10 Reasons Your Business Should be ADA Compliant
It’s true – trying to be compliant with the standards of the Americans with Disabilities Act can mean extra work and expense for your business. You may question whether or not it is really worth it to try to work with these standards, but there are a number of reasons why compliance with the ADA is important. Here are 10 reasons your business should be ADA compliant.
The ADA is meant to protect all people with disabilities from discrimination, or anything that would create a barrier making it impossible for someone to receive services. All businesses are monitored by the Department of Justice, which sets standards for ADA compliance. If someone with a disability feels your business did not work to make your services accessible to them, they can file a complaint, and the decision may have to go to court. If the DOJ finds you in violation of the ADA standards, you can be penalized up to $150,000.
The U.S. Census Bureau suggests that almost 1 in 5 Americans have some sort of disability. Furthermore, according to the disability-rights group APSE (The Association of People Supporting Employment First), customers with disabilities and their families and friends constitute a more than $3 trillion market segment. Clearly, it would be foolish to exclude such a large and significant population from your potential customer base.
Not only is the disability community large, but it is also growing. Advances in medical technology mean that people are living longer and more likely to recover and thrive from conditions that previously would have done much more harm. This means that more and more people are going to need these accommodations in the future. The U.S. Department of Health and Human Services estimates that by 2020, 157 million Americans will be living with a chronic illness.
Often, the disability community is very tight-knit, because people with related physical challenges stick together, giving assistance about how to navigate the world in their own way. If one person with a disability has a positive experience, he or she is very likely to encourage other people to come to that business to meet their needs. Many people with disabilities take advantage of apps like the AXS map using the rating and opinions of others to evaluate how easy their experience at a certain business may be.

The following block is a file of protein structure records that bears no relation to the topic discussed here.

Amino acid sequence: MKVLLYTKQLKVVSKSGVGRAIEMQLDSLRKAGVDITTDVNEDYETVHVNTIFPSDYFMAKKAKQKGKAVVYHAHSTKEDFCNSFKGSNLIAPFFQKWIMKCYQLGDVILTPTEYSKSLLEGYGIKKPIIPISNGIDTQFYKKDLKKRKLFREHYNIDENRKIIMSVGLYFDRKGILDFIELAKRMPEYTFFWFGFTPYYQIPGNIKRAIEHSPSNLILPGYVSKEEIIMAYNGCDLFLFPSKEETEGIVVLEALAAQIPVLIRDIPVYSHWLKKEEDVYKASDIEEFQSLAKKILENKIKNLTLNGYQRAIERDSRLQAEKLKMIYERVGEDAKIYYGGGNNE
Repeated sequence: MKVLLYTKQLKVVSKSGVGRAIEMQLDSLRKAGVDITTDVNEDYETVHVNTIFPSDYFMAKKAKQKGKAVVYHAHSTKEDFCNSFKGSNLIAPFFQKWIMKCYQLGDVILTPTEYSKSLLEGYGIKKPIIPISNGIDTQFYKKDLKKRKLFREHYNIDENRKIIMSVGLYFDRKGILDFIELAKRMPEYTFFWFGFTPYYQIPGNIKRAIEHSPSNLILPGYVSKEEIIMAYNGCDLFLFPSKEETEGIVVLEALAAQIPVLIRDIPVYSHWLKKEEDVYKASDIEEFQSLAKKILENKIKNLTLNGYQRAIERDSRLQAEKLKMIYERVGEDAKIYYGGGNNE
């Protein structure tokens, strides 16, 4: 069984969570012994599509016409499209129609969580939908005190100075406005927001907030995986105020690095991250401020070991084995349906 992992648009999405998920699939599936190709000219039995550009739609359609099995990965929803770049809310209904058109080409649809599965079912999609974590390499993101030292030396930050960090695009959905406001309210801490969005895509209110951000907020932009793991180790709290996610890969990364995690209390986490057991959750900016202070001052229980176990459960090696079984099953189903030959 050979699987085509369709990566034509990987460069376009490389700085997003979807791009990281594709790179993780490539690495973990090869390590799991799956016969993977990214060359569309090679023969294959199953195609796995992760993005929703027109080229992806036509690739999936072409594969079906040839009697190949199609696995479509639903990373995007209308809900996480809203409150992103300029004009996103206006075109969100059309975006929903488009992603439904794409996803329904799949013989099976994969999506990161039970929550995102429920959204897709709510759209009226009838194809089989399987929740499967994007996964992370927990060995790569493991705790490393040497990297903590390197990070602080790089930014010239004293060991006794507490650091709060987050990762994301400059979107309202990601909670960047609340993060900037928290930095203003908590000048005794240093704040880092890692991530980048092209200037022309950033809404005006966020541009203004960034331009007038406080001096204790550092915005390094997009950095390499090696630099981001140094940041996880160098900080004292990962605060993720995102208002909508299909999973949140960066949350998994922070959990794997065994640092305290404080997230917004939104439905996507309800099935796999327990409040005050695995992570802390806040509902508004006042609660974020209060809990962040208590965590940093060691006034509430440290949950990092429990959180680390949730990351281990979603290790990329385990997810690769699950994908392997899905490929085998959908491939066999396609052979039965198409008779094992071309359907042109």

Communications, 81 percent of consumers reported they are willing to make personal sacrifices, to support socially responsible businesses. When a company is trying to do good for its community and world, it builds consumer trust. This means that even people who do not need accommodations will be impressed by your work to be accessible, and may be more likely to support your business.
The ADA does not only set up standards for your business, but it also creates resources to help you meet those goals. The IRS (Internal Revenue Service) has provided a Disabled Access Credit (section 44) to help cover the cost of efforts you make towards meeting accessibility standards. Your deduction for this work can be up to $15,000 per year, making these efforts considerably more affordable.
You can work out a plan to become more accessible as an ongoing process.
As a business owner, you have learned from experience that there is often more than one option to solving problems. Your business might not need a full makeover in order to become accessible. Instead, you can look for quick fixes that can make a huge difference. Adjusting the layout, removing articles from high shelves, or putting a ramp on steps can make a huge difference, with very little cost to you.
Prior to the passage of the ADA, the millions of people with disabilities often faced barriers that excluded them and made it impossible for them to function in life. People with disabilities were often sequestered and cut off from everyday life, unable to take part in social life or use public facilities. This deprived all of us from people with wisdom to share, a smile and kind word to give, or help in our daily life. By being open to people of all abilities, and accessible to all needs, an ADA compliant business enables people with disabilities to enrich the lives of your customers and employees.
With the help of ADA Compliance Professionals, you can look carefully at your facilities and insure they follow the guidelines explained clearly in the ADA Small Business Guide. A Certified Access Specialist will carefully examine your facilities, and then help you make steps towards the appropriate modifications that need to be made.